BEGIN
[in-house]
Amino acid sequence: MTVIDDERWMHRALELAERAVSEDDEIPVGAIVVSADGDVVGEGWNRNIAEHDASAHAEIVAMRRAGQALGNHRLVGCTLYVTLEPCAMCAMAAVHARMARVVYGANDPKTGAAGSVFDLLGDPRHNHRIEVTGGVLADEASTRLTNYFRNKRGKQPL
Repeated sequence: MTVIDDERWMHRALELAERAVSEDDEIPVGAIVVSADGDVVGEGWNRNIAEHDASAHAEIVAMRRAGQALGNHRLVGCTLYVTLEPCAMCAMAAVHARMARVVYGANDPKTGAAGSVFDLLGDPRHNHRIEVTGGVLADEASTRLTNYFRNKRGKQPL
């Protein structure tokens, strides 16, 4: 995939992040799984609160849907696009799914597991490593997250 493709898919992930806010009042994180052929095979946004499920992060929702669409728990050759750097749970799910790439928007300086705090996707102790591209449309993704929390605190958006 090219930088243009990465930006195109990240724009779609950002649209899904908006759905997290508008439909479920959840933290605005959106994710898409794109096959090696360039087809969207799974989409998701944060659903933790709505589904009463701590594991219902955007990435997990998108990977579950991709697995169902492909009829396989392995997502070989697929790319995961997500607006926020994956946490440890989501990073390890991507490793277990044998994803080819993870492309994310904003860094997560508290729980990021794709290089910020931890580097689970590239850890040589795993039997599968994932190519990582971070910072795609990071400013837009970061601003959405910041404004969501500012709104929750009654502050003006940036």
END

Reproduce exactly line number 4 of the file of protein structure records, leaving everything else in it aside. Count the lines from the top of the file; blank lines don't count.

């Protein structure tokens, strides 16, 4: 995939992040799984609160849907696009799914597991490593997250 493709898919992930806010009042994180052929095979946004499920992060929702669409728990050759750097749970799910790439928007300086705090996707102790591209449309993704929390605190958006 090219930088243009990465930006195109990240724009779609950002649209899904908006759905997290508008439909479920959840933290605005959106994710898409794109096959090696360039087809969207799974989409998701944060659903933790709505589904009463701590594991219902955007990435997990998108990977579950991709697995169902492909009829396989392995997502070989697929790319995961997500607006926020994956946490440890989501990073390890991507490793277990044998994803080819993870492309994310904003860094997560508290729980990021794709290089910020931890580097689970590239850890040589795993039997599968994932190519990582971070910072795609990071400013837009970061601003959405910041404004969501500012709104929750009654502050003006940036």